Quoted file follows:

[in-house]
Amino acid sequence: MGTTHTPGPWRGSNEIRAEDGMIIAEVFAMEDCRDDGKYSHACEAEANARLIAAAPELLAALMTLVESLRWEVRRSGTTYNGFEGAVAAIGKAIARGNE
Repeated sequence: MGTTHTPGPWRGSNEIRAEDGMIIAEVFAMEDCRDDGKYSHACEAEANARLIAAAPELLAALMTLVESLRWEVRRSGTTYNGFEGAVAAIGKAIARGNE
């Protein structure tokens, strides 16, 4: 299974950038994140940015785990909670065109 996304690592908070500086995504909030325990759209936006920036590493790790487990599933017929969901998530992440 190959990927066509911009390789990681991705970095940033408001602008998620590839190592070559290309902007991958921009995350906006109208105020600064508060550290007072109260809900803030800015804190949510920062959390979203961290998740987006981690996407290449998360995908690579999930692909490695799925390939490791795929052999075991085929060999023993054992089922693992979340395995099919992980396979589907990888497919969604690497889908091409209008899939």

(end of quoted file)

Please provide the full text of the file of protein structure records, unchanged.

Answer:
[in-house]
Amino acid sequence: MGTTHTPGPWRGSNEIRAEDGMIIAEVFAMEDCRDDGKYSHACEAEANARLIAAAPELLAALMTLVESLRWEVRRSGTTYNGFEGAVAAIGKAIARGNE
Repeated sequence: MGTTHTPGPWRGSNEIRAEDGMIIAEVFAMEDCRDDGKYSHACEAEANARLIAAAPELLAALMTLVESLRWEVRRSGTTYNGFEGAVAAIGKAIARGNE
């Protein structure tokens, strides 16, 4: 299974950038994140940015785990909670065109 996304690592908070500086995504909030325990759209936006920036590493790790487990599933017929969901998530992440 190959990927066509911009390789990681991705970095940033408001602008998620590839190592070559290309902007991958921009995350906006109208105020600064508060550290007072109260809900803030800015804190949510920062959390979203961290998740987006981690996407290449998360995908690579999930692909490695799925390939490791795929052999075991085929060999023993054992089922693992979340395995099919992980396979589907990888497919969604690497889908091409209008899939």